As an engineer, you might ask yourself how to make your own calculations of elements based on a material not covered by most codes.
The short answer is, you don’t. Sorry.
Most codes, including the EuroCode, allow you to deviate from the standard materials and calculation principles provided you can document that the performance in relation to safety and over-all behaviour is in accordance with the principles stated in the codes.
This is the case for CRC i2® and why we at Hi-Con are able to calculate load carrying structures using it.
Through extensive and thorough documentation, including accelerated and full scale testing, both static and dynamic behaviour, as well as durability and fire behaviour has been determined for CRC i2®, leading to development of a design guide for CRC i2® used internally at Hi-Con –see Bendts blogpost, World leaders in UHPC? on the origin of CRC.
Even so, knowing the boundaries - what will work or not from production or installation to service level state - requires more than “just” the design guide, and hence all engineers at Hi-Con are thoroughly trained on the intricacies of cutting edge UHPC application – this is one of the main reasons why Hi-Con does all calculations internally.
But apart from the necessity of practical experience, just focussing on static calculations according to the EuroCode (still geographically the area where most Hi-Con elements are used), three areas should be mentioned, where the extensive documentation of CRC i2® is especially important:
EN 1992-1-1 allows compressive strength up to 90 MPa (based on 150x300 mm cylinders). This is exceeded by several so-called UHPFRC materials, including CRC i2®, and of course requires comprehensive documentation to document the level and consistency of strength.
Furthermore, additional extraordinary testing and documentation is required to deviate from the reduction factor ƞ described in EN 1992-1-1 section 3.1.7. The factor takes increased brittleness as a function of higher strength into account, and means that e.g. a 90 MPa characteristic compressive strength is reduced by 20% to a characteristic calculation value of 72 MPa. The design value – depending on NAD - is typically reduced from 60 (90) to 48 (72) MPa.
CRC i2® is documented to exhibit a robust and ductile behaviour, and consequently is designed with ƞ 1,0.
UHPFRC including CRC i2® is typically used to create slender structural designs with limited cross section dimensions. To do so effectively, it is necessary to reduce the cover layer thickness needs compared to the values stated in EN 1992-1-1, section 4.4.1.
To avoid reinforcement corrosion the concrete must be extremely dense, and it must be documented that both carbonation and chloride intrusion in the loaded state is suitably slow.
Documentation in a loaded state is important, because with slender structures exposed to comparatively high live loads and hence significant bending tension, it is necessary to document effective crack control and to document how micro cracks affect carbonation and chloride intrusion.
For CRC i2® the extensive documentation means that we can guarantee 200+ years durability in seawater with very small cover layers – as low as 10 mm to black steel reinforcement.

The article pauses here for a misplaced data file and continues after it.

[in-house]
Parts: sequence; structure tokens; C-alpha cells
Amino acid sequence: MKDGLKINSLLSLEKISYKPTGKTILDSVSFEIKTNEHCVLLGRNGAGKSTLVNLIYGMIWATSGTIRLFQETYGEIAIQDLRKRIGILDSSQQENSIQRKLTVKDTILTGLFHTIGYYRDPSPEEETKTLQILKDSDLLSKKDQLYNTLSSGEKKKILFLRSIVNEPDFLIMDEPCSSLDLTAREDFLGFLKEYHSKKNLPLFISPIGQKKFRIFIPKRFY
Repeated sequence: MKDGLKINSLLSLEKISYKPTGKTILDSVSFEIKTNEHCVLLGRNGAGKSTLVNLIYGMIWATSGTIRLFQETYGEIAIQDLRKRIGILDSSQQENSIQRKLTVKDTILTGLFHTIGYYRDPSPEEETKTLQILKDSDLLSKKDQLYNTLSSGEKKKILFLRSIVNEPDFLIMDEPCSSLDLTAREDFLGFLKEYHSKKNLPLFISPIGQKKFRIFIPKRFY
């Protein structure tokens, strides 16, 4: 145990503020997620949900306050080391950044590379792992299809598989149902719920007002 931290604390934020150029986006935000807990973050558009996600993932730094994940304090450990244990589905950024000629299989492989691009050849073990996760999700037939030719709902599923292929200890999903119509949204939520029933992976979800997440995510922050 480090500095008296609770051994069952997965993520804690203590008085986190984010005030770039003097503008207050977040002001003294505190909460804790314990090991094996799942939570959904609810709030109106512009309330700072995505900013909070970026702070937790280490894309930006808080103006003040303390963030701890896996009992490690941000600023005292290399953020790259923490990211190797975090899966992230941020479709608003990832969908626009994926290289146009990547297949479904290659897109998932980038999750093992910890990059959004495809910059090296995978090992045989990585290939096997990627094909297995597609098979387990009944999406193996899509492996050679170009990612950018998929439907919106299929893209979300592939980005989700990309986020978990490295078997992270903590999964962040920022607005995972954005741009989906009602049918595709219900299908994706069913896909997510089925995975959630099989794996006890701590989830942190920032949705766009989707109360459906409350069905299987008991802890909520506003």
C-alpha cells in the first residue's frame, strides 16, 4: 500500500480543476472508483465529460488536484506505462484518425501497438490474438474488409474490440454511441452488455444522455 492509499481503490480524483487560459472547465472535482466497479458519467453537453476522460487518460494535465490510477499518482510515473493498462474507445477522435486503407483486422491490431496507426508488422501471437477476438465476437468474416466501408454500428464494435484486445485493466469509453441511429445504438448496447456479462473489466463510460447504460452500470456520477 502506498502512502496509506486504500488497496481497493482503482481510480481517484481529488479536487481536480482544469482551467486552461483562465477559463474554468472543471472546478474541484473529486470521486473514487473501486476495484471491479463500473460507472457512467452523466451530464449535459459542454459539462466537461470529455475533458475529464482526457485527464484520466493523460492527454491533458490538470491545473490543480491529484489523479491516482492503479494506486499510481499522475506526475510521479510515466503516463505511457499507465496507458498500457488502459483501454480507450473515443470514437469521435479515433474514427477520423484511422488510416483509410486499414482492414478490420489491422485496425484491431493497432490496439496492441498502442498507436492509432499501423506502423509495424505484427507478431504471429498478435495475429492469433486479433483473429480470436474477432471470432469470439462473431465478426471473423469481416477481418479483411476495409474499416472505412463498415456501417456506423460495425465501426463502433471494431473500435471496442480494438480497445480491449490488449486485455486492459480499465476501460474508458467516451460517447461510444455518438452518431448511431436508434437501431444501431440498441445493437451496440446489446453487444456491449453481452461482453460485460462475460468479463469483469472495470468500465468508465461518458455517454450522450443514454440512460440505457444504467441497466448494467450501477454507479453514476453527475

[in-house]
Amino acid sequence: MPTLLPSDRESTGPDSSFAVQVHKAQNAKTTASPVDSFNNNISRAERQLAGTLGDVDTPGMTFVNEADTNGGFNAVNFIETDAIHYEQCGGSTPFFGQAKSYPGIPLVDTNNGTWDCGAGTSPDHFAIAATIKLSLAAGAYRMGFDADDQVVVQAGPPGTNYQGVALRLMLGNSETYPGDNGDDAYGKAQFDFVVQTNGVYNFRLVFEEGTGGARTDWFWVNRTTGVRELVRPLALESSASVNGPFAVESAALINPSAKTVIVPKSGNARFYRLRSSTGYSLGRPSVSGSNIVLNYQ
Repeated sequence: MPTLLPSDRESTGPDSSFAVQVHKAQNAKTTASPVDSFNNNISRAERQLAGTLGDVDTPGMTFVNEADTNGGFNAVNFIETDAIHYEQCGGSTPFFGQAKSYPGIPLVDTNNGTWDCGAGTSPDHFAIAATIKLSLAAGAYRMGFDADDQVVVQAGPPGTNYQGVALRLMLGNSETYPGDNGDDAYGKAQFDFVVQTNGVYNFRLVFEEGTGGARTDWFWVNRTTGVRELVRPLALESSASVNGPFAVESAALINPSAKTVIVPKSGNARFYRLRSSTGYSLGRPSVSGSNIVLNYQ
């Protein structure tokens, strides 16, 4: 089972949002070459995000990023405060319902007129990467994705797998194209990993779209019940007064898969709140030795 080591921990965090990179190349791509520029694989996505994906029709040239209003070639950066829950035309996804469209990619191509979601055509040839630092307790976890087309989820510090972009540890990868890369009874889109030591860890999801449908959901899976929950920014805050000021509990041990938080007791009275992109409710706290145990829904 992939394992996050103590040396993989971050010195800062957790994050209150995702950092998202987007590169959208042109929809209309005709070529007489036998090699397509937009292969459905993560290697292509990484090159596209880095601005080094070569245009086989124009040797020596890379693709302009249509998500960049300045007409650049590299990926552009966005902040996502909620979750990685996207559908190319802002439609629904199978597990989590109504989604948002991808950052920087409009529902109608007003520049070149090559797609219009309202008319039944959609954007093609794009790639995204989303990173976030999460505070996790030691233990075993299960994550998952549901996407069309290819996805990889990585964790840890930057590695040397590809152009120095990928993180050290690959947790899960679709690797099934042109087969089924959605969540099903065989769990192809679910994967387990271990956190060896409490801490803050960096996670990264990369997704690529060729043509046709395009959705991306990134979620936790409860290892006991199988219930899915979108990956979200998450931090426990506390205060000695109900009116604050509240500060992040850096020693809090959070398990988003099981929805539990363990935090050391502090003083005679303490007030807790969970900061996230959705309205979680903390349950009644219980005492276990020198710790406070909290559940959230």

In several aspects, UHPFRC may exhibit inferior performance to fire exposure compared to ordinary concrete. One of these aspects is explosive spalling (see EN 1992-1-2, section 6.2), as it was observed on examples like the Great Belt Link tunnel concrete and the English Channel tunnel. When very dense concrete is heated rapidly, steam is generated inside that cannot escape fast enough, and consequently very high internal pressure builds up, that can lead to explosive spalling.
If the tensile strength of the material is high, the pressures reached before release may generate relatively powerful explosions. Consequentially it is very important to have sufficient knowledge about parameters such as critical moisture content, permeability and tensile strength for a particular concrete, under particular fire exposure conditions (e.g. stress levels).
Also, very dense concrete with low water/powder ratio and steel fibres such as CRC i2® conduct heat more easily than ordinary concrete and have a lower heat capacity. On the other hand, they often exhibit better residual tensile and compressive strengths at elevated temperatures.
This balance of opposing properties underlines how vital it is to document material properties through actual fire testing before using UHPFRC materials in a structural fire design.
CRC i2® has been tested in several full-scale fire tests under various conditions, as well as being exposed to a couple of actual fires (Even a bad situation can provide valuable information). In contrast to most conventional concrete types, we know how CRC i2® behave in a fire situation.
So how do I calculate CRC i2® elements on my own?
To sum it up, it is not easy to use a material not covered in the codes – it requires a lot of documentation and knowledge, as well as experience – you need to know what is OK and what is not.
Particularly because the actual dimensioning factor when using UHPFRC is Eigen frequency, deflection – both short and long term – and cracking risk and mitigation. These are some of the most difficult parameters to accurately calculate and model, and to a large extent we at Hi-Con rely on the very long track record (see Bendts blogpost) and the accumulated empirical data for a large variety of element and load cases to make sure the elements perform as desired.
As a consequence, CRC i2® elements are exclusively calculated and dimensioned by Hi-Cons own engineers and select trained co-operation partners.
So if you have a query for a potential project – do not hesitate to contact us.